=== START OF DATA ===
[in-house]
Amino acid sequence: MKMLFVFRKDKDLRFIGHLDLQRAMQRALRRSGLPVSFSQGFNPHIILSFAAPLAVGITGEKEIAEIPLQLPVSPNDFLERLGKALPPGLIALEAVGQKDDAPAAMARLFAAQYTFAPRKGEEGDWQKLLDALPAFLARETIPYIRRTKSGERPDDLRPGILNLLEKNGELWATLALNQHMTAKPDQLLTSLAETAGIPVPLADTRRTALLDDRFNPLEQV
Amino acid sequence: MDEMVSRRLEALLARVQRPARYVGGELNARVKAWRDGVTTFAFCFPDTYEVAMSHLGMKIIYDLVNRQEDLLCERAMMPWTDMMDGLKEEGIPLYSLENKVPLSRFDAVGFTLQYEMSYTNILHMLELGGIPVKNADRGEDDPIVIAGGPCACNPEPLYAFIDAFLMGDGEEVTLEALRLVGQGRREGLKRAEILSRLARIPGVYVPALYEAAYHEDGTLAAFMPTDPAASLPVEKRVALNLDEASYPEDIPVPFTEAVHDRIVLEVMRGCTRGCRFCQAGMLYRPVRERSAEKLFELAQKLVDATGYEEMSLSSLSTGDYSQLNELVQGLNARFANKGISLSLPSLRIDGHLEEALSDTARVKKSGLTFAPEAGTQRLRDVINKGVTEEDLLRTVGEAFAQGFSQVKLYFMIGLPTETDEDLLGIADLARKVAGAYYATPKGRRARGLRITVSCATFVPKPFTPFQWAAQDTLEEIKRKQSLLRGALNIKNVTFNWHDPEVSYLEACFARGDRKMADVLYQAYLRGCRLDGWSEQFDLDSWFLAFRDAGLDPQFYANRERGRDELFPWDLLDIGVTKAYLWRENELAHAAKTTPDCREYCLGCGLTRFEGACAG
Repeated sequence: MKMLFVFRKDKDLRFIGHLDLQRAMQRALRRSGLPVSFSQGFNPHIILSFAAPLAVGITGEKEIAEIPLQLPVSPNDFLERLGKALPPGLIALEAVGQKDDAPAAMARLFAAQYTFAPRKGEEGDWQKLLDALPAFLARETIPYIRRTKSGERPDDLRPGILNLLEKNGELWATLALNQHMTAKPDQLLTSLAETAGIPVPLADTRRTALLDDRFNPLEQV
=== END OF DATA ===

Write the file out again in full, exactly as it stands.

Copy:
[in-house]
Amino acid sequence: MKMLFVFRKDKDLRFIGHLDLQRAMQRALRRSGLPVSFSQGFNPHIILSFAAPLAVGITGEKEIAEIPLQLPVSPNDFLERLGKALPPGLIALEAVGQKDDAPAAMARLFAAQYTFAPRKGEEGDWQKLLDALPAFLARETIPYIRRTKSGERPDDLRPGILNLLEKNGELWATLALNQHMTAKPDQLLTSLAETAGIPVPLADTRRTALLDDRFNPLEQV
Amino acid sequence: MDEMVSRRLEALLARVQRPARYVGGELNARVKAWRDGVTTFAFCFPDTYEVAMSHLGMKIIYDLVNRQEDLLCERAMMPWTDMMDGLKEEGIPLYSLENKVPLSRFDAVGFTLQYEMSYTNILHMLELGGIPVKNADRGEDDPIVIAGGPCACNPEPLYAFIDAFLMGDGEEVTLEALRLVGQGRREGLKRAEILSRLARIPGVYVPALYEAAYHEDGTLAAFMPTDPAASLPVEKRVALNLDEASYPEDIPVPFTEAVHDRIVLEVMRGCTRGCRFCQAGMLYRPVRERSAEKLFELAQKLVDATGYEEMSLSSLSTGDYSQLNELVQGLNARFANKGISLSLPSLRIDGHLEEALSDTARVKKSGLTFAPEAGTQRLRDVINKGVTEEDLLRTVGEAFAQGFSQVKLYFMIGLPTETDEDLLGIADLARKVAGAYYATPKGRRARGLRITVSCATFVPKPFTPFQWAAQDTLEEIKRKQSLLRGALNIKNVTFNWHDPEVSYLEACFARGDRKMADVLYQAYLRGCRLDGWSEQFDLDSWFLAFRDAGLDPQFYANRERGRDELFPWDLLDIGVTKAYLWRENELAHAAKTTPDCREYCLGCGLTRFEGACAG
Repeated sequence: MKMLFVFRKDKDLRFIGHLDLQRAMQRALRRSGLPVSFSQGFNPHIILSFAAPLAVGITGEKEIAEIPLQLPVSPNDFLERLGKALPPGLIALEAVGQKDDAPAAMARLFAAQYTFAPRKGEEGDWQKLLDALPAFLARETIPYIRRTKSGERPDDLRPGILNLLEKNGELWATLALNQHMTAKPDQLLTSLAETAGIPVPLADTRRTALLDDRFNPLEQV